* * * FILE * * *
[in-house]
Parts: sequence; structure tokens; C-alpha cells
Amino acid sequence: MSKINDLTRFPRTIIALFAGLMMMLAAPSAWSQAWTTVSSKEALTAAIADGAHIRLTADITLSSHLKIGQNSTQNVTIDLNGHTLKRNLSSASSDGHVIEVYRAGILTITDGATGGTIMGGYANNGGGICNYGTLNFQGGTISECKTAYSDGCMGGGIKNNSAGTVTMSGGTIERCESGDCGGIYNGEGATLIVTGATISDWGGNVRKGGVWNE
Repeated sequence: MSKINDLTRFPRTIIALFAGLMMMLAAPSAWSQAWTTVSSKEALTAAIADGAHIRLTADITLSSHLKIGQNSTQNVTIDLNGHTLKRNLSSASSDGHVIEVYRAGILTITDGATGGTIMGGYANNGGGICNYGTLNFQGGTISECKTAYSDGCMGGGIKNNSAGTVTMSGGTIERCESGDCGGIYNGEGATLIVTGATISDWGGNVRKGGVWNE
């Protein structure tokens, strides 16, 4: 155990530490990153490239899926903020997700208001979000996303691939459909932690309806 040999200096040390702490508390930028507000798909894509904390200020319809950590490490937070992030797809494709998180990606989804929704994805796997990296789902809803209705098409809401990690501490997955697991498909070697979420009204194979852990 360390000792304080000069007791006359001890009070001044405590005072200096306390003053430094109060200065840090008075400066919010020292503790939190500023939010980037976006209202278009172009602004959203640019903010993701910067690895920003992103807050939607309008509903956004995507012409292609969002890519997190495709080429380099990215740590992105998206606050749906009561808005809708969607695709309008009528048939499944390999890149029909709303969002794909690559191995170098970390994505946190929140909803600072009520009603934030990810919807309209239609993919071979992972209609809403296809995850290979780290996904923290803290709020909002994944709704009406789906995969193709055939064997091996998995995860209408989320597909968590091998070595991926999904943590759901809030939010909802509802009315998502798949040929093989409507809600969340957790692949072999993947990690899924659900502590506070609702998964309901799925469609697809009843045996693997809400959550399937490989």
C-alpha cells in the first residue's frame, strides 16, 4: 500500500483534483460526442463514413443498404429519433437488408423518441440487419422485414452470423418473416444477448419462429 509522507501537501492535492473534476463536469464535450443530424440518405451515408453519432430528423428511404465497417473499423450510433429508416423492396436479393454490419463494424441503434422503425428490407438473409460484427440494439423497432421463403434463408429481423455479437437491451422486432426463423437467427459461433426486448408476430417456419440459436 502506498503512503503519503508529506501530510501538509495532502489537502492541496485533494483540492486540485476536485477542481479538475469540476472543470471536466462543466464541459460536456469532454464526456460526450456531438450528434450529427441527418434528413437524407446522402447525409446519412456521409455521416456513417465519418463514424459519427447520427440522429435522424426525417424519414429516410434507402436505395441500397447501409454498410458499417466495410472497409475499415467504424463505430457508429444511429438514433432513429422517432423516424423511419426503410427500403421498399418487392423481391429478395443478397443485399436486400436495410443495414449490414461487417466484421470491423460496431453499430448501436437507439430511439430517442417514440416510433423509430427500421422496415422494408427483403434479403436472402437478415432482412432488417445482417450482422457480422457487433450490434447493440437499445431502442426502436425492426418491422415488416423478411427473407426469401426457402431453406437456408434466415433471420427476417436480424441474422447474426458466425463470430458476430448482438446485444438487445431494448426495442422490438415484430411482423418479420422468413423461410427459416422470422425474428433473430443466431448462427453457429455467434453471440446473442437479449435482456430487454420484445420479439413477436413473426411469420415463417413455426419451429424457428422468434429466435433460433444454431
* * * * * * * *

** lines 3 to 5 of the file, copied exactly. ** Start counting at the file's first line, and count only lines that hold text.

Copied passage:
Amino acid sequence: MSKINDLTRFPRTIIALFAGLMMMLAAPSAWSQAWTTVSSKEALTAAIADGAHIRLTADITLSSHLKIGQNSTQNVTIDLNGHTLKRNLSSASSDGHVIEVYRAGILTITDGATGGTIMGGYANNGGGICNYGTLNFQGGTISECKTAYSDGCMGGGIKNNSAGTVTMSGGTIERCESGDCGGIYNGEGATLIVTGATISDWGGNVRKGGVWNE
Repeated sequence: MSKINDLTRFPRTIIALFAGLMMMLAAPSAWSQAWTTVSSKEALTAAIADGAHIRLTADITLSSHLKIGQNSTQNVTIDLNGHTLKRNLSSASSDGHVIEVYRAGILTITDGATGGTIMGGYANNGGGICNYGTLNFQGGTISECKTAYSDGCMGGGIKNNSAGTVTMSGGTIERCESGDCGGIYNGEGATLIVTGATISDWGGNVRKGGVWNE
């Protein structure tokens, strides 16, 4: 155990530490990153490239899926903020997700208001979000996303691939459909932690309806 040999200096040390702490508390930028507000798909894509904390200020319809950590490490937070992030797809494709998180990606989804929704994805796997990296789902809803209705098409809401990690501490997955697991498909070697979420009204194979852990 360390000792304080000069007791006359001890009070001044405590005072200096306390003053430094109060200065840090008075400066919010020292503790939190500023939010980037976006209202278009172009602004959203640019903010993701910067690895920003992103807050939607309008509903956004995507012409292609969002890519997190495709080429380099990215740590992105998206606050749906009561808005809708969607695709309008009528048939499944390999890149029909709303969002794909690559191995170098970390994505946190929140909803600072009520009603934030990810919807309209239609993919071979992972209609809403296809995850290979780290996904923290803290709020909002994944709704009406789906995969193709055939064997091996998995995860209408989320597909968590091998070595991926999904943590759901809030939010909802509802009315998502798949040929093989409507809600969340957790692949072999993947990690899924659900502590506070609702998964309901799925469609697809009843045996693997809400959550399937490989």